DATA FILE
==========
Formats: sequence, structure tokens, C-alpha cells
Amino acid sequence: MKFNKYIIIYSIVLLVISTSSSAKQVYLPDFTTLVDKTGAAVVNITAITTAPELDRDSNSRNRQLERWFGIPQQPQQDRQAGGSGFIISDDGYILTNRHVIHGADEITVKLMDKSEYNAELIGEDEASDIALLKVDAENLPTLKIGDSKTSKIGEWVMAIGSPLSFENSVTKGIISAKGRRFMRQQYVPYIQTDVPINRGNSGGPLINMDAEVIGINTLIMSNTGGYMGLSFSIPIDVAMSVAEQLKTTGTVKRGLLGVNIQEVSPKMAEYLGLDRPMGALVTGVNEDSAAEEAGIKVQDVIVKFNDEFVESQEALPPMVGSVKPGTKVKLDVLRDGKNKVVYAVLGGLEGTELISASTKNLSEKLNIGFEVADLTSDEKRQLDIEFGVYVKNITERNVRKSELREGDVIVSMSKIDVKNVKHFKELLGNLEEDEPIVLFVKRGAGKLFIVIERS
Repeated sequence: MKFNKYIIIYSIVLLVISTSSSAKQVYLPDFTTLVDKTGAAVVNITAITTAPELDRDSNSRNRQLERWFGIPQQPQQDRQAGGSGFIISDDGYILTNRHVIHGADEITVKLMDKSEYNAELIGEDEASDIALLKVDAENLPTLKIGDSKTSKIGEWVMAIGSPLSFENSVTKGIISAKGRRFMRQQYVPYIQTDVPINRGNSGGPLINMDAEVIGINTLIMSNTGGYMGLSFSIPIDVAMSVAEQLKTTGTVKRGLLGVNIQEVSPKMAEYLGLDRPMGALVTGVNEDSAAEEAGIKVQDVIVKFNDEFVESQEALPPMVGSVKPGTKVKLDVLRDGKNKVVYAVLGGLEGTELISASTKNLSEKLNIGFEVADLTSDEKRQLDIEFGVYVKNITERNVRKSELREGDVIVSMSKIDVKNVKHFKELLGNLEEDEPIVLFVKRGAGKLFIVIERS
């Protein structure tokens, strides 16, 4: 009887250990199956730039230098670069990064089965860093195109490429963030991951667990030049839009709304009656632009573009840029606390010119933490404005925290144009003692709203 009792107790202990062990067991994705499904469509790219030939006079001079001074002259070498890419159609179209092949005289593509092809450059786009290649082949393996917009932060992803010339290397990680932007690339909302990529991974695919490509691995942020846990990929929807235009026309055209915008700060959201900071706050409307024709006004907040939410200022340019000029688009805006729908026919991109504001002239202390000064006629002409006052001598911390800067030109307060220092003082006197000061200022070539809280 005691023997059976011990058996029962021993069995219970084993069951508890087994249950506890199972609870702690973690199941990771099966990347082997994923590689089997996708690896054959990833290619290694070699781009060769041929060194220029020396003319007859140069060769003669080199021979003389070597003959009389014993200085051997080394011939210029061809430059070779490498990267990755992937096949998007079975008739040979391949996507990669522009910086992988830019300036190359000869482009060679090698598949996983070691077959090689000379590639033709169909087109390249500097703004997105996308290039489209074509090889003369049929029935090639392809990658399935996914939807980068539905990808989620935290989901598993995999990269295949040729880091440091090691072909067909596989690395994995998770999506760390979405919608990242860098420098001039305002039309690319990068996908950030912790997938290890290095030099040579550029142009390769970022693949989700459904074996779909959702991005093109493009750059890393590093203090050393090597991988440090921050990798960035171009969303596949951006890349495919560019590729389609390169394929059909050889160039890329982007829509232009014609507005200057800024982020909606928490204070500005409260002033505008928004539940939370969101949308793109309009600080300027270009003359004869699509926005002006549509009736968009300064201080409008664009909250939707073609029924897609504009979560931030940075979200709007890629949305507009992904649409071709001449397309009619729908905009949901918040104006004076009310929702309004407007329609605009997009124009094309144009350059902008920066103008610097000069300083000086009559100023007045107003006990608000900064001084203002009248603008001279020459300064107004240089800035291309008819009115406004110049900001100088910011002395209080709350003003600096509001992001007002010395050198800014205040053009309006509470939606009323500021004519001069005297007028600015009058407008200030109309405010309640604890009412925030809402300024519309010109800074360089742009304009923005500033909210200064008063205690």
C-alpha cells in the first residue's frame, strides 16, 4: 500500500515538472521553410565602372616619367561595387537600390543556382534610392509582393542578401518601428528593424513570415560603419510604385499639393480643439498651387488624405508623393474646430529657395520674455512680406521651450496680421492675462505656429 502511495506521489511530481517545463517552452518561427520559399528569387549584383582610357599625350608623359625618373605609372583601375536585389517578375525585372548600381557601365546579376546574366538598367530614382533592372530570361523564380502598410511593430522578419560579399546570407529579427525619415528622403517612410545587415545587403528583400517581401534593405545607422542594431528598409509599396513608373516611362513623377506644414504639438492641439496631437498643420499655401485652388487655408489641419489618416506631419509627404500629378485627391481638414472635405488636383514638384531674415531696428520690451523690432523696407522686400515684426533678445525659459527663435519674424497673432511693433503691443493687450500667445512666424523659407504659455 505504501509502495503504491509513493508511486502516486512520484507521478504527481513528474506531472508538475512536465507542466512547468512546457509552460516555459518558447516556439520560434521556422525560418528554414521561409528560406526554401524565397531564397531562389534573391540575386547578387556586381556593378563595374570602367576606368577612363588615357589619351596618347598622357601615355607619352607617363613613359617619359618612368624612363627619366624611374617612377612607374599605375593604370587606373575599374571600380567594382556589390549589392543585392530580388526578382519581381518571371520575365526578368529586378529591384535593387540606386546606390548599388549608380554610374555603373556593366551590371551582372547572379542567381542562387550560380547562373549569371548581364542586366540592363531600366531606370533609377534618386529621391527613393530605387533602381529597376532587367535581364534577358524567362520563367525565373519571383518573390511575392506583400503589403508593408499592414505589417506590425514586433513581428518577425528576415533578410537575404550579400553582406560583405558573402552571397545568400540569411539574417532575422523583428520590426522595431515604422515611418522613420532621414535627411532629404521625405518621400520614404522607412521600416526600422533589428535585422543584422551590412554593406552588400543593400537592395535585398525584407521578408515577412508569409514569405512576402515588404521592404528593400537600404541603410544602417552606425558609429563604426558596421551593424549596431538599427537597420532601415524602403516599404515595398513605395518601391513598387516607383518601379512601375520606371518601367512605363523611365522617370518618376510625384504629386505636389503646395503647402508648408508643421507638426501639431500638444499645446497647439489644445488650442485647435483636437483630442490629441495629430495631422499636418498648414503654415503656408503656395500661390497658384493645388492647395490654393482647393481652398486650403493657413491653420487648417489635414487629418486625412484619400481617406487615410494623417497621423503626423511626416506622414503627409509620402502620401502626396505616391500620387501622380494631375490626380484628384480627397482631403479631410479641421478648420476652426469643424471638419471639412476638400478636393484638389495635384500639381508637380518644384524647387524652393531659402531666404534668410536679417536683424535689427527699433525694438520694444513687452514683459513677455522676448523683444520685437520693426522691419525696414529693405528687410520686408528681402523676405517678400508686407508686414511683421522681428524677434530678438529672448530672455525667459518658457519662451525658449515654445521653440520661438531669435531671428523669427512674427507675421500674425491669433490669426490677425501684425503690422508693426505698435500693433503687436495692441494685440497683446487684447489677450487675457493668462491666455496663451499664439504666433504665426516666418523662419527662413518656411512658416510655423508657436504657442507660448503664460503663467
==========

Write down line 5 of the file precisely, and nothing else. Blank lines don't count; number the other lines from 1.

C-alpha cells in the first residue's frame, strides 16, 4: 500500500515538472521553410565602372616619367561595387537600390543556382534610392509582393542578401518601428528593424513570415560603419510604385499639393480643439498651387488624405508623393474646430529657395520674455512680406521651450496680421492675462505656429 502511495506521489511530481517545463517552452518561427520559399528569387549584383582610357599625350608623359625618373605609372583601375536585389517578375525585372548600381557601365546579376546574366538598367530614382533592372530570361523564380502598410511593430522578419560579399546570407529579427525619415528622403517612410545587415545587403528583400517581401534593405545607422542594431528598409509599396513608373516611362513623377506644414504639438492641439496631437498643420499655401485652388487655408489641419489618416506631419509627404500629378485627391481638414472635405488636383514638384531674415531696428520690451523690432523696407522686400515684426533678445525659459527663435519674424497673432511693433503691443493687450500667445512666424523659407504659455 505504501509502495503504491509513493508511486502516486512520484507521478504527481513528474506531472508538475512536465507542466512547468512546457509552460516555459518558447516556439520560434521556422525560418528554414521561409528560406526554401524565397531564397531562389534573391540575386547578387556586381556593378563595374570602367576606368577612363588615357589619351596618347598622357601615355607619352607617363613613359617619359618612368624612363627619366624611374617612377612607374599605375593604370587606373575599374571600380567594382556589390549589392543585392530580388526578382519581381518571371520575365526578368529586378529591384535593387540606386546606390548599388549608380554610374555603373556593366551590371551582372547572379542567381542562387550560380547562373549569371548581364542586366540592363531600366531606370533609377534618386529621391527613393530605387533602381529597376532587367535581364534577358524567362520563367525565373519571383518573390511575392506583400503589403508593408499592414505589417506590425514586433513581428518577425528576415533578410537575404550579400553582406560583405558573402552571397545568400540569411539574417532575422523583428520590426522595431515604422515611418522613420532621414535627411532629404521625405518621400520614404522607412521600416526600422533589428535585422543584422551590412554593406552588400543593400537592395535585398525584407521578408515577412508569409514569405512576402515588404521592404528593400537600404541603410544602417552606425558609429563604426558596421551593424549596431538599427537597420532601415524602403516599404515595398513605395518601391513598387516607383518601379512601375520606371518601367512605363523611365522617370518618376510625384504629386505636389503646395503647402508648408508643421507638426501639431500638444499645446497647439489644445488650442485647435483636437483630442490629441495629430495631422499636418498648414503654415503656408503656395500661390497658384493645388492647395490654393482647393481652398486650403493657413491653420487648417489635414487629418486625412484619400481617406487615410494623417497621423503626423511626416506622414503627409509620402502620401502626396505616391500620387501622380494631375490626380484628384480627397482631403479631410479641421478648420476652426469643424471638419471639412476638400478636393484638389495635384500639381508637380518644384524647387524652393531659402531666404534668410536679417536683424535689427527699433525694438520694444513687452514683459513677455522676448523683444520685437520693426522691419525696414529693405528687410520686408528681402523676405517678400508686407508686414511683421522681428524677434530678438529672448530672455525667459518658457519662451525658449515654445521653440520661438531669435531671428523669427512674427507675421500674425491669433490669426490677425501684425503690422508693426505698435500693433503687436495692441494685440497683446487684447489677450487675457493668462491666455496663451499664439504666433504665426516666418523662419527662413518656411512658416510655423508657436504657442507660448503664460503663467